Until 2001's Robots In Disguise cartoon, there were only really two major Transformers continuities. There was the Japanese G1 cartoon, and the UK G1 comic book, but they were both just extensions of one or the other. Beast Wars and Beast Machines played at being tied to both. After Robots In Disguise, though, nothing ever seemed to have the same impact. The explosion of different continuities diluted the significance of anything that happened in any of them. I found it a lot harder to care about any of it enough to bother writing fanfiction, and I found it harder to care about anyone else's. None of it really seemed to matter anymore. That's not to say there wasn't any good fiction, but it stopped seeming as important. Okay, so this Starscream in this continuity died. So what?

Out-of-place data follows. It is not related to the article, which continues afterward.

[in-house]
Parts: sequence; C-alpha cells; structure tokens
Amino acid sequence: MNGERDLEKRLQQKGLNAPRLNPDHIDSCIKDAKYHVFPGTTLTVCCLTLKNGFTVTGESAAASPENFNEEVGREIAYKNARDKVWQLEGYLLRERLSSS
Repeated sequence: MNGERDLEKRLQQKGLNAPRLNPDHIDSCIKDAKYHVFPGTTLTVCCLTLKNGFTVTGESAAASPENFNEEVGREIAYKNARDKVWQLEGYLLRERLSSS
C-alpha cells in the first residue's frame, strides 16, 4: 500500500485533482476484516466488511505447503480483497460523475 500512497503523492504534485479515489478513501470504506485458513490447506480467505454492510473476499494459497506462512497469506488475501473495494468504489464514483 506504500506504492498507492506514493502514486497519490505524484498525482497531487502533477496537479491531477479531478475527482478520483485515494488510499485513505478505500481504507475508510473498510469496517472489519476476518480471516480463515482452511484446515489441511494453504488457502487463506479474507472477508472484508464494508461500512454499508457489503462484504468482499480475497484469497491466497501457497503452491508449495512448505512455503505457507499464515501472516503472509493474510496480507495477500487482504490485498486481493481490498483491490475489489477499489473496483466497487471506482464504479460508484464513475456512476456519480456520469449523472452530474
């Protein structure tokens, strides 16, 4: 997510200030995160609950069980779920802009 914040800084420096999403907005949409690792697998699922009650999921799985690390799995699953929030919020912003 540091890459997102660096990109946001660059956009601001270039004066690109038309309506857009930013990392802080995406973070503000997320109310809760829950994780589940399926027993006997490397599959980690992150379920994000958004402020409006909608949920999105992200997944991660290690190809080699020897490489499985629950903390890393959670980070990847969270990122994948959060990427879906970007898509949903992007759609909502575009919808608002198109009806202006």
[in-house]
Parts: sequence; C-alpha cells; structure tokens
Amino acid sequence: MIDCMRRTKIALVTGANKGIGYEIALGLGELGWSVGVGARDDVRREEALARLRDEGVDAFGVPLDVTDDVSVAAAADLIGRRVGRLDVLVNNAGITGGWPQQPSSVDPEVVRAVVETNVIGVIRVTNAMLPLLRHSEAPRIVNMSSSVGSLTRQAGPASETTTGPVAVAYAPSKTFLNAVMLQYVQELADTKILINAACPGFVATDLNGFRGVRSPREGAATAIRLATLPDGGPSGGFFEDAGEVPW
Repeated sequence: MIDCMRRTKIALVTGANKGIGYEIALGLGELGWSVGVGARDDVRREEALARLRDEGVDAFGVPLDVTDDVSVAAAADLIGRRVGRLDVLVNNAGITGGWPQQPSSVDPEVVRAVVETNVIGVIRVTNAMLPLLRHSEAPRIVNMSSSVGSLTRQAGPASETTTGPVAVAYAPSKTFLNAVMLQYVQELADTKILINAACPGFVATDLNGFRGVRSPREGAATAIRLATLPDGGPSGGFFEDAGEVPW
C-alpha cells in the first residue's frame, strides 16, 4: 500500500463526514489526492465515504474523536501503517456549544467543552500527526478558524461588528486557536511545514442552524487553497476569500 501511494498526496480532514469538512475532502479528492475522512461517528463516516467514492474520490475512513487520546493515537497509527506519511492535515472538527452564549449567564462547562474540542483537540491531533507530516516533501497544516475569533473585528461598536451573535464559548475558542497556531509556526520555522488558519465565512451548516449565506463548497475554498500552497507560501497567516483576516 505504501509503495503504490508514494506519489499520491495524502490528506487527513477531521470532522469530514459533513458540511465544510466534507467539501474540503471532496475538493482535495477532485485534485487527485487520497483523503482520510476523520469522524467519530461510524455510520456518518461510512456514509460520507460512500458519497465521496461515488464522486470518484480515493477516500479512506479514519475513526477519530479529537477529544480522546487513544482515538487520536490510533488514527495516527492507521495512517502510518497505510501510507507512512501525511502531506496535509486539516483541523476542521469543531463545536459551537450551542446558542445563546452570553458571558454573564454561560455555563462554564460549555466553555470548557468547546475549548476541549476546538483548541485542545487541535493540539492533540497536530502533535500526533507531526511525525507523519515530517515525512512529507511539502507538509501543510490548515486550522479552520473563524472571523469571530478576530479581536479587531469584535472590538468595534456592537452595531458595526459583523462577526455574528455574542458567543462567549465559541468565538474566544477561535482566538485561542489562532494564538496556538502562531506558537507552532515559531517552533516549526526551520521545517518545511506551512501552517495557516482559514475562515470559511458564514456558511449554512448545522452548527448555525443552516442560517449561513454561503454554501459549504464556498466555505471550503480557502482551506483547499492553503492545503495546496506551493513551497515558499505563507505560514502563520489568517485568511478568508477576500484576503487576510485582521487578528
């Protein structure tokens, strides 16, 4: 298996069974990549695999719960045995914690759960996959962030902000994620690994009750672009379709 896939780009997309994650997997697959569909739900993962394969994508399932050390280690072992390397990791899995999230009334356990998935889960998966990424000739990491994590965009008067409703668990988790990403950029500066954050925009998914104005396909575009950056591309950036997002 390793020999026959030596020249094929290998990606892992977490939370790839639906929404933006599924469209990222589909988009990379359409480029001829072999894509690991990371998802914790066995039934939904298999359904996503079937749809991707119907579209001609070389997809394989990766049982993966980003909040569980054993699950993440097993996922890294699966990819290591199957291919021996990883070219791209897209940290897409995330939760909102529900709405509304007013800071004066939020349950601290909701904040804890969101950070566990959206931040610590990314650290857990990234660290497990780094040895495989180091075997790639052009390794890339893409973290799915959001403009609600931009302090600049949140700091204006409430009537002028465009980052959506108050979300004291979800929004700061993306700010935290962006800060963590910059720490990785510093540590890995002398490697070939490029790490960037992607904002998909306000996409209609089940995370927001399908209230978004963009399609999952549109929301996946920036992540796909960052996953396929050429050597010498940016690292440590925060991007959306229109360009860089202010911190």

Now one of the Two True Continuities - the one that  had the most influence on me - is returning. Does it all boil down to "I want to see the Marvel G1 universe return because that's where I wrote all my fanfic"? Well...maybe. But doesn't that just show how influential and important that universe was?

Thursday, April 19, 2012

Beating the Con Crud

Con Crud: It's become a geek plague, afflicting hundreds of poor unsuspecting convention-goers as they try to get back to their day jobs following a weekend of fantasy-themed debauchery and questionable clothing choices. I've had a long and storied history with it at BotCon, including the complete loss of my voice by Friday night at OTFCC 2003 (after working the merch pickup table all afternoon) and a prodigious case of strep throat at the end of BotCon 2007. For a while I was notorious for hogging the bathroom every morning and sleeping in on Sunday. But no more! I've conquered the Con Crud, and now that extra day I take off between coming home and going back to work can be spent enjoying life and finding shelf space for my new toys.